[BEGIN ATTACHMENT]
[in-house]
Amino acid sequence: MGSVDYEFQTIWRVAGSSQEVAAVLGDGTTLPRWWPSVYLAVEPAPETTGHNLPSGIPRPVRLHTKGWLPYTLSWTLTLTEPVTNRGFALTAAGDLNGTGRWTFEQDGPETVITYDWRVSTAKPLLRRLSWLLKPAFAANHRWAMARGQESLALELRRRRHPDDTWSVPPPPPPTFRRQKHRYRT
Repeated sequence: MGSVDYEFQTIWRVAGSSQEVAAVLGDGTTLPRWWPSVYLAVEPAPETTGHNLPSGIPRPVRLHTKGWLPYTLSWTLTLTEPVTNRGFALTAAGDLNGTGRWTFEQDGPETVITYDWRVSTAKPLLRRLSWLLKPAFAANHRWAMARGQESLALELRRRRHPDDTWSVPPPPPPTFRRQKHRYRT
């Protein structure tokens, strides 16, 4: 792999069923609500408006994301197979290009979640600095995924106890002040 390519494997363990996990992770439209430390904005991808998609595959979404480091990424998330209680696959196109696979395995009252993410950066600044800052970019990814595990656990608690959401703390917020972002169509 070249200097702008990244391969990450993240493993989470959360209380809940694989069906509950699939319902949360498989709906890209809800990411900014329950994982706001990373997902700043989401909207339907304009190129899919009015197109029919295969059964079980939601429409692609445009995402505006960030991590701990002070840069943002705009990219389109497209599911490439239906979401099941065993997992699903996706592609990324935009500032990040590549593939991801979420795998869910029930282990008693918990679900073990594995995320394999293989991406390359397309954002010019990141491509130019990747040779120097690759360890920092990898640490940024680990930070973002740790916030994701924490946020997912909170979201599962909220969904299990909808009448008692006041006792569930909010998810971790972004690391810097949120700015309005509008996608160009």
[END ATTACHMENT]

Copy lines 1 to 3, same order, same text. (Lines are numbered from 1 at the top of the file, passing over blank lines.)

[in-house]
Amino acid sequence: MGSVDYEFQTIWRVAGSSQEVAAVLGDGTTLPRWWPSVYLAVEPAPETTGHNLPSGIPRPVRLHTKGWLPYTLSWTLTLTEPVTNRGFALTAAGDLNGTGRWTFEQDGPETVITYDWRVSTAKPLLRRLSWLLKPAFAANHRWAMARGQESLALELRRRRHPDDTWSVPPPPPPTFRRQKHRYRT
Repeated sequence: MGSVDYEFQTIWRVAGSSQEVAAVLGDGTTLPRWWPSVYLAVEPAPETTGHNLPSGIPRPVRLHTKGWLPYTLSWTLTLTEPVTNRGFALTAAGDLNGTGRWTFEQDGPETVITYDWRVSTAKPLLRRLSWLLKPAFAANHRWAMARGQESLALELRRRRHPDDTWSVPPPPPPTFRRQKHRYRT